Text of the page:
Visiting her hometown Chicago, a series of events brings Irene to the Drayton Hotel’s tearoom where she runs into Clare, an annoying woman she grew up with. This meeting entangles Irene into Clare’s life. Irene and her friends would just as soon avoid Clare, but the beautiful, vivacious Clare has no problem begging or inviting herself to any social function. No hint will deter her. Clare gets what she wants.

Both women are light-skinned African Americans. Clare passe in white society, while Irene chooses to center herself in the African American community.

Clare’s married to a rich, white man that Irene meets and discovers he’s a terrible racist, so much so that he won’t have anything to do with people who’re African American. Clare likes risk, while Irene’s life is about playing it safe. Irene and her other old friend can’t believe Clare would risk her husband discovering her ethnic origins.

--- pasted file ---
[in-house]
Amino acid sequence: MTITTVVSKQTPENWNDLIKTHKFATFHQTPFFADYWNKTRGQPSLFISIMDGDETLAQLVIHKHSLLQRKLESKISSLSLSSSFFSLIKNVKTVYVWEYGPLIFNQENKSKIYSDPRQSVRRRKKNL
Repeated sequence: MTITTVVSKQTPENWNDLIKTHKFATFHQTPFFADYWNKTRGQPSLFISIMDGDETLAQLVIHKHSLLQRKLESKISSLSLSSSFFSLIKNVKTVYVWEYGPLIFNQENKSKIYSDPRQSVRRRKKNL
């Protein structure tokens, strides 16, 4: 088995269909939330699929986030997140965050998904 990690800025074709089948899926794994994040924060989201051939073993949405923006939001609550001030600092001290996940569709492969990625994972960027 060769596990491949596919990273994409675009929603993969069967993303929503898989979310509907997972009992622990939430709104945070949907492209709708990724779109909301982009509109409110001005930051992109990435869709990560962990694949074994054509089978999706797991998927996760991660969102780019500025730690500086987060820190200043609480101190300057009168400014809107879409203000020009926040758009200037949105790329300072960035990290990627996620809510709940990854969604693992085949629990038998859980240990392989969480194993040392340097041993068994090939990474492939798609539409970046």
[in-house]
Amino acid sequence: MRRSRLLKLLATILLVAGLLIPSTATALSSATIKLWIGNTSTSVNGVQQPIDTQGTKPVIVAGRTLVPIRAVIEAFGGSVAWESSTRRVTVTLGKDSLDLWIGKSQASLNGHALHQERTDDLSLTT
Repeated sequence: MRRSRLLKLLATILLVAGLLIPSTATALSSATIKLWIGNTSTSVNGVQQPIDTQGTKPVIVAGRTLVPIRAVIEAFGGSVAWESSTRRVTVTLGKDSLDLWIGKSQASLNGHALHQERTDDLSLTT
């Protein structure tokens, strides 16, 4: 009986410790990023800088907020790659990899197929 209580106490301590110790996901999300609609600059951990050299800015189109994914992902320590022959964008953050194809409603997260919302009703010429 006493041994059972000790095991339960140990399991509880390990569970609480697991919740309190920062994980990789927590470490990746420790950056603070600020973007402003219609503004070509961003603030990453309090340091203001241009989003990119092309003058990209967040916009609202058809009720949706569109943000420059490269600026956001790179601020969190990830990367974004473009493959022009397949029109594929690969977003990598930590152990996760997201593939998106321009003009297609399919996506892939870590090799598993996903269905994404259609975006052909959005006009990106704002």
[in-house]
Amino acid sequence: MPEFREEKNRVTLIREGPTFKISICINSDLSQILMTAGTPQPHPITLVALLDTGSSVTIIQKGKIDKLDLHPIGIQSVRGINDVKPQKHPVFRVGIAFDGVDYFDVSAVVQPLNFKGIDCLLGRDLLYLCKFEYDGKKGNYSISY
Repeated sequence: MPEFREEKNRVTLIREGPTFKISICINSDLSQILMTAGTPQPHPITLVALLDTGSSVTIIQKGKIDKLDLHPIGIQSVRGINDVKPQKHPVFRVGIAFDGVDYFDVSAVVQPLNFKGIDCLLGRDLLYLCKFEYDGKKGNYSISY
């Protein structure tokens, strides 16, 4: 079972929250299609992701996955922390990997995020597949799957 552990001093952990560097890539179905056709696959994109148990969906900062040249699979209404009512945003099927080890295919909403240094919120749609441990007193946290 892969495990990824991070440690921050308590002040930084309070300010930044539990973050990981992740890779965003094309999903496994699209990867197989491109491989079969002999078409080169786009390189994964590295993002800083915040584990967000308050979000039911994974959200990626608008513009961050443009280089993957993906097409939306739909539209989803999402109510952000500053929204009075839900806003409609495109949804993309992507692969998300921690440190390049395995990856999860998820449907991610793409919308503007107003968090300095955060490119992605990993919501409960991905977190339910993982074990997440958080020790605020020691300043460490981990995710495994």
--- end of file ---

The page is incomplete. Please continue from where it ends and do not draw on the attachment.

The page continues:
Years pass between Clare’s chance meeting with Irene at the Drayton. Clare writes to Irene beseeching her to get together. Because Irene was so turned off by Clare’s husband and just doesn’t like Clare, she’s loathe to respond, yet somehow she can’t stop herself. Before she knows it, Irene’s got Clare in her social circle. Clare relishes being back in Black society while her husband’s traveling for business.

As much as she’d like to Irene can’t put the breaks on Clare. Given Clare’s husband’s hatred for African American’s it’s clear that Clare’s playing with fire and tension grows as disaster looms.

Written by Nella Larsen of the Harlem Renaissance, Passing is a well written novella that gave me new insights into Black culture. It’s an original, insightful novel that ends in a surprising way. I whole-heartedly recommend. 

About smkelly8

writer, teacher, movie lover, traveler, reader
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